So I'm doing the grand tour of grad schools, and I thought Georgia Tech would be a bit of a backup. I mean, it doesn't have the brand name of a CMU or an MIT, it's not a known entity like UW, and it's not in an awesome location like Toronto. I mean, it's in (ominous voice) the south. But it turns out I'm hella excited about it.
I'm not sure the research is all that exciting to anyone on this blog, but I met with one lab that's all about wearable computers and one lab that's about all sorts of stuff (somewhat relating to home networks but not necessarily) and that I'd be stoked to work with either. They've got a whole school of Interactive Computing, their building is new and inspiring, they've got tons of connections, and the department feels like a big happy family.
But more about Atlanta: it's nice! Think about Pittsburgh: if you'd never been there, you might think of old factories, but it's actually a great, happening, up-and-coming place to live. I guess there are parts of Atlanta that have problems, but overall, there is a chance that even bike-riding farmers'-marketing coffee-swilling Indian-cooking I could find a place there.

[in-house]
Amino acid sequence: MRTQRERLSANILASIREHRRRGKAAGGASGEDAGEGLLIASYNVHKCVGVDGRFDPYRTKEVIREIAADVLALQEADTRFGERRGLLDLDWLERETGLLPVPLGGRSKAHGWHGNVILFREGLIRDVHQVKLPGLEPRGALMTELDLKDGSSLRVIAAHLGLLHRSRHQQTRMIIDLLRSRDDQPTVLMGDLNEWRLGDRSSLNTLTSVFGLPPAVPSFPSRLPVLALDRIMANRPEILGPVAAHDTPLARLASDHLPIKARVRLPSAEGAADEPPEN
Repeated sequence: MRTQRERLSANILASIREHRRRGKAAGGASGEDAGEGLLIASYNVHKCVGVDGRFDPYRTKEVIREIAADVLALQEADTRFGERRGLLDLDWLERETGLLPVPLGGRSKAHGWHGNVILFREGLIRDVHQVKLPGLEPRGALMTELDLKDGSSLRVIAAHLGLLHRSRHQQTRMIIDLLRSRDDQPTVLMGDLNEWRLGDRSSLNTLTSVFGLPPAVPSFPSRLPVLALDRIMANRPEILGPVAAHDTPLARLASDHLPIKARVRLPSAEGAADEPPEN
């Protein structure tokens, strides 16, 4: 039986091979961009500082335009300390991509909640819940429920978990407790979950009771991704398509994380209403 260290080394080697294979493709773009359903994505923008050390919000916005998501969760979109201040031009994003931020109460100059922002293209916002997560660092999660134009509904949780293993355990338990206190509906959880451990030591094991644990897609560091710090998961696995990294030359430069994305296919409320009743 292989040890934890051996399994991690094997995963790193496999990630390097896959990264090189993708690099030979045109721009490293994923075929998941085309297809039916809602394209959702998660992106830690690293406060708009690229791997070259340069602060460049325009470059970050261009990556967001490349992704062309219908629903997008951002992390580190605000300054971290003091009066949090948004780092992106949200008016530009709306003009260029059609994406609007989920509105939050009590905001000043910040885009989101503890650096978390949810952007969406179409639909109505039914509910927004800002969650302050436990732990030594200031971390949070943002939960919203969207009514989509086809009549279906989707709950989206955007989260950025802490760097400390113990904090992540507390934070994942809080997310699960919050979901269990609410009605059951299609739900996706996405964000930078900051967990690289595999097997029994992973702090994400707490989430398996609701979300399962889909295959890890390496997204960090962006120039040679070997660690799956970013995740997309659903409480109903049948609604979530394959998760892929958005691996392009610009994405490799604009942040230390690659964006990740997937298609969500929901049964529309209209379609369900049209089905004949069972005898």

- housing is reasonable (cheaper than Seattle or Boston, pricier than Pittsburgh)
- it's bikeable (I guess car ownership is common, but all the neighborhoods I might live in are within 4 miles/30 minutes)
- it's pretty (mostly houses and green space)
- major airport
- weather is nice (I do like clouds and cold weather, but I could deal with springlike weather for most of the year)
- once you get outside the city, it's (ominous voice) the south. (maybe this would be an upside; a bit of diversity might do me some good.)
- you can throw a stone without hitting an independent coffeeshop
- I guess bugs get in your house sometimes. (again, this might do me some good. I've got a bug phobia and, well, good to confront it sometime.)
- summers are hot. (more incentive to get an internship somewhere else!)